Broadband can refer to many technologies, depending on context. In general, it points to a communications technology that can pass several streams of data or multi-channeling along a single medium such as a cable or radio frequency (RF) wave. It can refer to high-speed Internet services, fiber optic services, cellular services or broadcasting services, to name a few.
Internet technologies using broadband have all but replaced dial-up service for delivering high-speed Internet connectivity to desktops and to portable devices, to individuals and to private and public networks. Among Internet providers you’ll find Digital Subscriber Line (DSL) services, cable services, fiber optic services, and cellular services. Of these, cellular broadband is the only wireless Wide Area Network (WWAN) Internet service, though a wireless modem can be used with any of the other services to create a wireless Local Area Network (WLAN), or hotspot.
Broadband Internet services can deliver online multimedia content and provide faster download and upload speeds to meet today’s demanding networking needs. Performance varies between plans within each technology, and also between the technologies themselves. Fiber optic connections provide the most bang for the buck, but isn’t available in all areas and will be more expensive that DSL, which has slower plans to create more affordable tiers for those just stepping up from dial-up. Cable provides nice speeds and can also be bundled with TV and digital phone services, making it highly convenient.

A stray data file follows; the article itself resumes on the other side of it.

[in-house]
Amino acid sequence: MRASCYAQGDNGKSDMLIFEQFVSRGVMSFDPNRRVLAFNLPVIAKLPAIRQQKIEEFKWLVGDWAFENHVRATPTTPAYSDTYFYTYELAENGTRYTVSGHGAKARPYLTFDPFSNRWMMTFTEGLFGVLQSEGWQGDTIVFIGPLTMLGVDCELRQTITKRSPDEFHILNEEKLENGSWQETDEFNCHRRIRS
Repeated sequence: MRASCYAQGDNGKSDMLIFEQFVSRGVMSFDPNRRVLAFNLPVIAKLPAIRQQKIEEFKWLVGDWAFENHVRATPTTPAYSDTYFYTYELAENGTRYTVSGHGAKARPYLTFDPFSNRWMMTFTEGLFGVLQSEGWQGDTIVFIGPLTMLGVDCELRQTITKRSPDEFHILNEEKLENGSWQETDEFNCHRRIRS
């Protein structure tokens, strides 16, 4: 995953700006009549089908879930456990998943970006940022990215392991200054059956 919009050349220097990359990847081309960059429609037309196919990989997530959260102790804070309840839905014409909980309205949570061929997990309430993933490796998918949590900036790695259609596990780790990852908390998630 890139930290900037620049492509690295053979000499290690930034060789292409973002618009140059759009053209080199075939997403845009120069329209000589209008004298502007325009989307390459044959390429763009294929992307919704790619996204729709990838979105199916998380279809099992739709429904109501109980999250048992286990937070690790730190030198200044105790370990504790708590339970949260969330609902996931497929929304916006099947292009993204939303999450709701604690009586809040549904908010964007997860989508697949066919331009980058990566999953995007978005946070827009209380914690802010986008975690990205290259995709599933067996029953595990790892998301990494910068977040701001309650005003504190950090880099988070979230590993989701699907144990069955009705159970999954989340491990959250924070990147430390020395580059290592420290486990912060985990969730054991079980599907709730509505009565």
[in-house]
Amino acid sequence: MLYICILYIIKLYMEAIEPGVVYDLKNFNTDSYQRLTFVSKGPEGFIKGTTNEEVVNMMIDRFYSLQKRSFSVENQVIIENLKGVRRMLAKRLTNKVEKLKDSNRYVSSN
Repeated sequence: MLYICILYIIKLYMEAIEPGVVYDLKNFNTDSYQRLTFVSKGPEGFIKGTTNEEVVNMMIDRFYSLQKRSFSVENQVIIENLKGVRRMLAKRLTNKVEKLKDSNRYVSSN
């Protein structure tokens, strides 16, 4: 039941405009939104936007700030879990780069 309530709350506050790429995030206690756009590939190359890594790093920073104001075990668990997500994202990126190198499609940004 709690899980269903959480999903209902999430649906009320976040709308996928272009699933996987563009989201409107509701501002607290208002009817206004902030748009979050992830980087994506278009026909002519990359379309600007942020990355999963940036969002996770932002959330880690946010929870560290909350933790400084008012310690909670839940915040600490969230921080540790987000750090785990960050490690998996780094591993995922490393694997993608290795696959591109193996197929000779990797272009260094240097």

For those who need high-speed Internet on the go, cellular Internet services utilize cell phone towers to broadcast Internet service making connectivity available anywhere there is cell phone service. This highly convenient form of Internet service is more expensive, but can be purchased in 24-hour blocks for emergencies, or longer blocks for business trips or vacations. Since cellular tower traffic must share available bandwidth with cell phone calls, cellular services generally impose a download cap on their Internet services to prevent individuals from hogging resources.
Broadband can also refer to network broadcasting where multiple signals are relayed on dedicated frequency bands. For example, digital broadcasting technology can allow for an extremely high-resolution picture of 1920 x 1080 pixels, known as 1080i (interlaced scan lines) to be broadcast within a particular frequency band. Optionally, a network can lower the resolution to 1280 x 720, or 720p (progressive scan lines), or to an even lower resolution known as standard definition TV, leaving room for additional content to share the same allotted frequency band.
The ability for digital broadcasting to have multiple channels within one frequency band is one more thing that differentiates it from analog TV. The extra space can be used to create new program content providing more choice to viewers, or for more exotic purposes, like interactive TV (iTV). Imagine participating in a game show from your couch, ordering pizza without getting the phone, or seeing a commercial that interests you and clicking on it with your remote to find out more about the product.